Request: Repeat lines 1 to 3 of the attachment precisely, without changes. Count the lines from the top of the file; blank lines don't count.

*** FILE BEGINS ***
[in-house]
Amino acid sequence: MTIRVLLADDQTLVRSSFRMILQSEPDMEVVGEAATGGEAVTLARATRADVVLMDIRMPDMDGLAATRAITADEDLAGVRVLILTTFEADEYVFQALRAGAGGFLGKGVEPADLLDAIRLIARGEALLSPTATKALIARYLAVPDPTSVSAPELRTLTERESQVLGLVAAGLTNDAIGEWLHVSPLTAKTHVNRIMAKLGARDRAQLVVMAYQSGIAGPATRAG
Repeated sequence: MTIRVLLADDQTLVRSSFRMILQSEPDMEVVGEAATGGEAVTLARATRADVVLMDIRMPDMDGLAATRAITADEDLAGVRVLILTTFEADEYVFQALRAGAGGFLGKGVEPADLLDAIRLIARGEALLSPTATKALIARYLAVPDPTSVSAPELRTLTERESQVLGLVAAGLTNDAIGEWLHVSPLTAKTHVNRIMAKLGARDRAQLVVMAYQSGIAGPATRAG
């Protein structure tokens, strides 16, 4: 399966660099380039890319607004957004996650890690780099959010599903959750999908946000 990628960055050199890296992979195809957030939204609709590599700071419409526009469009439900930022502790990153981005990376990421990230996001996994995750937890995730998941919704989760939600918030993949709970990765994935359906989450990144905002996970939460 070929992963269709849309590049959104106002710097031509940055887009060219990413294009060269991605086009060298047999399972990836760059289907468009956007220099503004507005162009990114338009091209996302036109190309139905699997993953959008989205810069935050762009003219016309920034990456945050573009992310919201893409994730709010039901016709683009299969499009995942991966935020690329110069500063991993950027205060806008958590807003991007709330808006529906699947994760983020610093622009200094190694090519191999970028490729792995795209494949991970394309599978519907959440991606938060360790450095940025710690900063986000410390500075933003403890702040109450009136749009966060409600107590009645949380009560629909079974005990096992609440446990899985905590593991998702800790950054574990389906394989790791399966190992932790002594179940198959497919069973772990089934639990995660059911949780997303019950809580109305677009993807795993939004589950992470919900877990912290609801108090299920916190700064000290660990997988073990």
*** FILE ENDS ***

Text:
[in-house]
Amino acid sequence: MTIRVLLADDQTLVRSSFRMILQSEPDMEVVGEAATGGEAVTLARATRADVVLMDIRMPDMDGLAATRAITADEDLAGVRVLILTTFEADEYVFQALRAGAGGFLGKGVEPADLLDAIRLIARGEALLSPTATKALIARYLAVPDPTSVSAPELRTLTERESQVLGLVAAGLTNDAIGEWLHVSPLTAKTHVNRIMAKLGARDRAQLVVMAYQSGIAGPATRAG
Repeated sequence: MTIRVLLADDQTLVRSSFRMILQSEPDMEVVGEAATGGEAVTLARATRADVVLMDIRMPDMDGLAATRAITADEDLAGVRVLILTTFEADEYVFQALRAGAGGFLGKGVEPADLLDAIRLIARGEALLSPTATKALIARYLAVPDPTSVSAPELRTLTERESQVLGLVAAGLTNDAIGEWLHVSPLTAKTHVNRIMAKLGARDRAQLVVMAYQSGIAGPATRAG